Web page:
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Coming off of ad's, is it a good idea???

(10 Posts)
Blossomhill Thu 05-May-05 21:22:29

I have been weaning myself off of my ad's for about 2 months now. Was doing every other day then every third day and now every forth.
I have done this without consulting my gp as she was very unhelpful and one day told me to double my dose, then stop altogether! So went with my gut instinct.
I must admit although I know it's the right thing to do I am feeling a bit weird and I am worried that my anxiety is going to come back.
Am I doing the right thing?
I have been on ad's since last June and the main reason I did was to help me with my depression which is mainly down to how hard I am finding it to accept that me dd has special needs.
Sorry for rambling and thanks fro taking the time to read this!

Xena Thu 05-May-05 21:24:56

I think that you sound in a great frame of mind BH I was talking to my Best friend the other day and she has been on AD's and she went with her instinct as to when to stop and she is in much better health now.

Xena Thu 05-May-05 21:26:11

I mean she is in better health now than before she was taking the AD's. She is convinced that they helped correct the chemical embalance but that she doesn't need to continue taking them.

marthamoo Thu 05-May-05 21:49:59

If you are feeling "a bit weird" my advice would be to up the dose again. 2 months is very fast to drop your dose so radically. When you say you have dropped the dose by increasing gaps between taking it - is this because you are on the minimum dose for your tablets? The more usual way of doing it is to still take a tablet each day but reduce the dose. eg., I was on 40mgs of Citalopram, I reduced to 20mgs (that was hard), now I am on 10 and 20mgs alternate days. Next I will drop to 10mgs a day, then 10 mgs every other day (they don't make my tablet in 5mgs) I'm hoping I will be able to stop after that but if I have to I will cut the 10mg tabs in half and do every other day with them eventually.

Best advice I can give you is to take it as slowly as you think you need to - then slow it down even more. It has taken me over a year to get from 20mgs to 20/10. On the positive side, Spring/Summer is a good time to try.

Don't be in a rush to come off them. If you come off them too fast your depression can come back with a vengeance - sometimes it can be even worse (as I found to my cost when I had PND after ds1) GPs, sad to say, seem very keen on prescribing anti-d's but unaware of how hard it can be to come off them. Mine certainly didn't warn me what a slow process it would be coming off them (I got best advice on MN, of course!)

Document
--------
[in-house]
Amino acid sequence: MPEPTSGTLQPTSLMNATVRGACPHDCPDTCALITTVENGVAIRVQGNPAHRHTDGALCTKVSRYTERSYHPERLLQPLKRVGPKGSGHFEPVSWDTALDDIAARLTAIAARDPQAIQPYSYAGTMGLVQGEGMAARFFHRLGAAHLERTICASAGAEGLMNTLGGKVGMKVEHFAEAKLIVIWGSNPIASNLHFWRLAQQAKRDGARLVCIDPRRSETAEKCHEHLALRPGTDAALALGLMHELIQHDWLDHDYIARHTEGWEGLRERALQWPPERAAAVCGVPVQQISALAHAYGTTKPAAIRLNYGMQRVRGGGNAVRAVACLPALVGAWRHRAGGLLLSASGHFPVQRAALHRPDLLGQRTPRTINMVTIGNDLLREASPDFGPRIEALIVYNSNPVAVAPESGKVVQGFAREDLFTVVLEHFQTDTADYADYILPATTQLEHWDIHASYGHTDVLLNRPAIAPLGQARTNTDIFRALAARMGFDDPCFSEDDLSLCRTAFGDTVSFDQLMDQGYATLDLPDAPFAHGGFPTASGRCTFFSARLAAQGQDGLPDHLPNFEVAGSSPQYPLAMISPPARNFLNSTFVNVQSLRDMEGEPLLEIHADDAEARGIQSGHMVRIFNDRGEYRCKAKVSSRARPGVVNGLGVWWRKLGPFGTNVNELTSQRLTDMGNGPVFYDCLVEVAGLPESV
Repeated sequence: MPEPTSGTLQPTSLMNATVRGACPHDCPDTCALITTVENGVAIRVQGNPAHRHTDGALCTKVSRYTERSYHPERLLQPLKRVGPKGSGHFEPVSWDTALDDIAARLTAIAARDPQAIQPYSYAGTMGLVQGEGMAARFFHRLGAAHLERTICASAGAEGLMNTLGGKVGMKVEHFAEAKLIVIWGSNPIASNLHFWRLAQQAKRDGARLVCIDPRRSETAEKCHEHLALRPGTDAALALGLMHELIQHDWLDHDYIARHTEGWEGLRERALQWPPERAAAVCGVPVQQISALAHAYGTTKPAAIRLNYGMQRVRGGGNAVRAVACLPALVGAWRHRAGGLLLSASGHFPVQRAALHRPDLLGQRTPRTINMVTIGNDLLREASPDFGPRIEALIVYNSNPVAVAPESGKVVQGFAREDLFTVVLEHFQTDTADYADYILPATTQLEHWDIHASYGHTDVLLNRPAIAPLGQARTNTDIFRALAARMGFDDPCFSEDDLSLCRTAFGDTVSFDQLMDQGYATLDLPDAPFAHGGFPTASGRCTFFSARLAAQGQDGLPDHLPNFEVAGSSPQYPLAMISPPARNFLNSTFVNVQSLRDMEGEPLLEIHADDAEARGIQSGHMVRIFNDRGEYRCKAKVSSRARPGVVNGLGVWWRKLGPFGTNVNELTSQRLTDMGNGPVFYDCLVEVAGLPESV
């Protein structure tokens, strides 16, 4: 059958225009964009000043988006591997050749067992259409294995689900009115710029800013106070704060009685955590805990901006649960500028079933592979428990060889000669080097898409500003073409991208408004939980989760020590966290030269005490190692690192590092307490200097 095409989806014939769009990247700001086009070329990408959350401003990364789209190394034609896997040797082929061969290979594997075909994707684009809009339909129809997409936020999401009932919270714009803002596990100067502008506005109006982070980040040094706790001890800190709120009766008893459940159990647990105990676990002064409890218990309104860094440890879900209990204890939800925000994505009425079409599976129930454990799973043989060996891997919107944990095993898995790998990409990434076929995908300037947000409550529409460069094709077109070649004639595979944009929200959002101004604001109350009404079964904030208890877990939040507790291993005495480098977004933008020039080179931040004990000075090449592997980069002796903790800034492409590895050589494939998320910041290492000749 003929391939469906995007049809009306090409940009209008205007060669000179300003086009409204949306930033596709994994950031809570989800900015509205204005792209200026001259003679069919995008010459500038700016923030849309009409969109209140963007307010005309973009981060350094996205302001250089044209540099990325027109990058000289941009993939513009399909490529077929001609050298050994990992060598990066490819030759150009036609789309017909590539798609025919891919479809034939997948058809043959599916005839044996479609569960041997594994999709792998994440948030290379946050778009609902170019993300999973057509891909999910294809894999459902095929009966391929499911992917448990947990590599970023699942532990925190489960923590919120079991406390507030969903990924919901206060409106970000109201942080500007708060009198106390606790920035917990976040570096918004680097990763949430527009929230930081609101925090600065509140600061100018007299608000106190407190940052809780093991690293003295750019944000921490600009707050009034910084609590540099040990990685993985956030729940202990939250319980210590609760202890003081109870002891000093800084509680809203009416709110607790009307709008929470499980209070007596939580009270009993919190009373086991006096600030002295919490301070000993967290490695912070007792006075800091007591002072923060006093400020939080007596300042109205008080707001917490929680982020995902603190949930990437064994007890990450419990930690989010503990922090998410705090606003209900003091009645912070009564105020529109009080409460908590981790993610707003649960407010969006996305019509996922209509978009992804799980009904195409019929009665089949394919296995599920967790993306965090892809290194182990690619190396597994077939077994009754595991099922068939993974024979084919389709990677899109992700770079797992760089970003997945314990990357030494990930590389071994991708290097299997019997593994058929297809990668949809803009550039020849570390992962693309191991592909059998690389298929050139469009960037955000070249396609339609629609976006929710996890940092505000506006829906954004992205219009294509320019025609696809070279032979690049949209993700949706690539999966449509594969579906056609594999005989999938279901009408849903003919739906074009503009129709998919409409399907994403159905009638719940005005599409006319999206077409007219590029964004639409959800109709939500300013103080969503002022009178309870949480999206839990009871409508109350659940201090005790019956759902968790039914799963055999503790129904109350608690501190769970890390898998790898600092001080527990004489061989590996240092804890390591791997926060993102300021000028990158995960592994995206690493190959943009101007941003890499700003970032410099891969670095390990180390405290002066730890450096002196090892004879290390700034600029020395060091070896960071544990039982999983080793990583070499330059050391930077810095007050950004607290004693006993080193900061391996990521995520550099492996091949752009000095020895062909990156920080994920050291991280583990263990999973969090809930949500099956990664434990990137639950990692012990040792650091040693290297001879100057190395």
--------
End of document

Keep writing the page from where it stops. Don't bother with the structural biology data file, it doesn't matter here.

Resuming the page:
My gut feeling is that you are doing it too fast and heading for a crash. I would take a step backwards and get really stable on a low dose (daily, or every other day) and stick at that for several months before trying to drop it any further. I'm sorry if that's not what you want to hear - I know what it's like to want to be off them.

vicdubya Thu 05-May-05 21:50:25

Blossomhill I took AD's for 4 years, attempted to stop taking them several times, in the end found that only incredibly slow withdrawal was going to work, as I had side effects from withdrawal (now well publicised, as I was on seroxat).

I also felt very weird sometimes, and desperately afraid symptoms would come back.

But they didn;t.

The GP had given up on me & left it to me in my own time to come off them.

You can only try, and it will take time for your body to adjust again.

But I think you ought to make sure you see your GP if things aren;t going well. Could you not see a different one if necessary?

Good luck!

vicdubya Thu 05-May-05 21:53:43

I agree with Marthamoo, take it very easy. I had to use a pill cutter in the end - I was trying to give up 20mgs, dropped to 10, then 5, and ended up cutting the tablets into 8..whether this was just for "security" I am not sure now, it's very hard to tell whether you are feeling anxious because you are withdrawing, or other reasons!

Blossomhill Thu 05-May-05 22:42:06

Thanks everyone for your advice

It's so hard as I know the tablets aren't the answer but they have helped me through a really hard patch.

Can I put my hands up and admit the main reason I want to give up is that since taking them I have put on so much weight
How vain am I????

charleypops Thu 05-May-05 23:16:22

Feeling overweight doesn't help your state of mind - it's a valid reason for coming off them imo. Didn't know they could have that effect though? Like Vic, I was on Seroxat and decided to come off it after a couple of years. Withdrawal made me feel a bit dizzy sometimes, didn't come off them properly, just didn't take one on alternate days, then left it a couple of days etc, which is probably why I felt woozy. But came off fine, and didn't feel depressed like I was beforehand which was what I was worried about.

marthamoo Fri 06-May-05 09:22:37

Are you sure it's the tablets that have made you gain weight though, BH? It can be a side-effect but not always. I've lost 3 stone on WeightWatchers while on citalopram. It may be that the depression itself has changed your eating habits?

lyra41 Fri 27-May-05 08:24:11

I was on fluoxitine (prozac) for about 2 years before a surprise pg, but then began to wean off, as was ready anyway, and wanted to be drug free for developing baby. I went 1 tab every other day for 3 weeks, then every 3 days for a week, then off altogether. My GP advised that this particular drug takes up to a month to come out of your system once you stop taking it, so it tails off naturally without huge withdrawals. That was certainly my experience. No major effects, just night sweats, and no return to anxiety and / or dp so far (been off them about a month now). I will probably start taking them after the babe is born as I got pnd after both my other pgs.

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